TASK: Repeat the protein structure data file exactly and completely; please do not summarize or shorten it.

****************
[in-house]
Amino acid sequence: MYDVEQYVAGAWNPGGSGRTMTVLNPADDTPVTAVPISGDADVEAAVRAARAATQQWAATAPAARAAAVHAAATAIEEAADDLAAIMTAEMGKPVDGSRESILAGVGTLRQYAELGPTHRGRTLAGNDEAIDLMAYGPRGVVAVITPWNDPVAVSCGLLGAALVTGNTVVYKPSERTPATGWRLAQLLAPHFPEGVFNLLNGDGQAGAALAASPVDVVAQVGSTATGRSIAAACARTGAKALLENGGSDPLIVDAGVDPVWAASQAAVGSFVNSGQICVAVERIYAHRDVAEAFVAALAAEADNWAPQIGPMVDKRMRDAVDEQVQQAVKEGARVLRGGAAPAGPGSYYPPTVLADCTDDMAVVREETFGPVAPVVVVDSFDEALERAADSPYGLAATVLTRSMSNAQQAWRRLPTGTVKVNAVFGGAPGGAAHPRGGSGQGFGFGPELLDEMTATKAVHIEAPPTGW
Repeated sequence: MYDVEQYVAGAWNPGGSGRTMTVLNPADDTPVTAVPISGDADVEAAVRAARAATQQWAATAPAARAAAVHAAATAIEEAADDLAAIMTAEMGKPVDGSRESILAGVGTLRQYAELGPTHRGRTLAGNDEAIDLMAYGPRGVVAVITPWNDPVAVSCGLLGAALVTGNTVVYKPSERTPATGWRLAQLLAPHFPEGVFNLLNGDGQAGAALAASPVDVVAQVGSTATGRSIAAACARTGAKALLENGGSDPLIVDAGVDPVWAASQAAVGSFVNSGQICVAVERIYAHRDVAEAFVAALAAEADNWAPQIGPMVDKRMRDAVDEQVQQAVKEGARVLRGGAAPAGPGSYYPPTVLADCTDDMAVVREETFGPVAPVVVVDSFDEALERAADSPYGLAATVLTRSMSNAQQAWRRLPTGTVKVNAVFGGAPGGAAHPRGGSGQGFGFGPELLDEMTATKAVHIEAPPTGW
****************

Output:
[in-house]
Amino acid sequence: MYDVEQYVAGAWNPGGSGRTMTVLNPADDTPVTAVPISGDADVEAAVRAARAATQQWAATAPAARAAAVHAAATAIEEAADDLAAIMTAEMGKPVDGSRESILAGVGTLRQYAELGPTHRGRTLAGNDEAIDLMAYGPRGVVAVITPWNDPVAVSCGLLGAALVTGNTVVYKPSERTPATGWRLAQLLAPHFPEGVFNLLNGDGQAGAALAASPVDVVAQVGSTATGRSIAAACARTGAKALLENGGSDPLIVDAGVDPVWAASQAAVGSFVNSGQICVAVERIYAHRDVAEAFVAALAAEADNWAPQIGPMVDKRMRDAVDEQVQQAVKEGARVLRGGAAPAGPGSYYPPTVLADCTDDMAVVREETFGPVAPVVVVDSFDEALERAADSPYGLAATVLTRSMSNAQQAWRRLPTGTVKVNAVFGGAPGGAAHPRGGSGQGFGFGPELLDEMTATKAVHIEAPPTGW
Repeated sequence: MYDVEQYVAGAWNPGGSGRTMTVLNPADDTPVTAVPISGDADVEAAVRAARAATQQWAATAPAARAAAVHAAATAIEEAADDLAAIMTAEMGKPVDGSRESILAGVGTLRQYAELGPTHRGRTLAGNDEAIDLMAYGPRGVVAVITPWNDPVAVSCGLLGAALVTGNTVVYKPSERTPATGWRLAQLLAPHFPEGVFNLLNGDGQAGAALAASPVDVVAQVGSTATGRSIAAACARTGAKALLENGGSDPLIVDAGVDPVWAASQAAVGSFVNSGQICVAVERIYAHRDVAEAFVAALAAEADNWAPQIGPMVDKRMRDAVDEQVQQAVKEGARVLRGGAAPAGPGSYYPPTVLADCTDDMAVVREETFGPVAPVVVVDSFDEALERAADSPYGLAATVLTRSMSNAQQAWRRLPTGTVKVNAVFGGAPGGAAHPRGGSGQGFGFGPELLDEMTATKAVHIEAPPTGW